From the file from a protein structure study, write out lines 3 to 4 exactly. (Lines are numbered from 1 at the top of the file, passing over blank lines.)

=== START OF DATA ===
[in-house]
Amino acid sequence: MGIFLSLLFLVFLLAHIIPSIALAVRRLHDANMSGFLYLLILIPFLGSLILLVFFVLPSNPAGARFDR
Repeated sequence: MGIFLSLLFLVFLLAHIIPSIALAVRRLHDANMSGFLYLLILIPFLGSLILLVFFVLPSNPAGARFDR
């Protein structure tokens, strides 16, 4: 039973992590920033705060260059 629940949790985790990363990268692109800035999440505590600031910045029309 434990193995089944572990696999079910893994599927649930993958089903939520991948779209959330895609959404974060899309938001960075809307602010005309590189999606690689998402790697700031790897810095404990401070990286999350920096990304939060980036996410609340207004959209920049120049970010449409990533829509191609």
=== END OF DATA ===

Repeated sequence: MGIFLSLLFLVFLLAHIIPSIALAVRRLHDANMSGFLYLLILIPFLGSLILLVFFVLPSNPAGARFDR
């Protein structure tokens, strides 16, 4: 039973992590920033705060260059 629940949790985790990363990268692109800035999440505590600031910045029309 434990193995089944572990696999079910893994599927649930993958089903939520991948779209959330895609959404974060899309938001960075809307602010005309590189999606690689998402790697700031790897810095404990401070990286999350920096990304939060980036996410609340207004959209920049120049970010449409990533829509191609």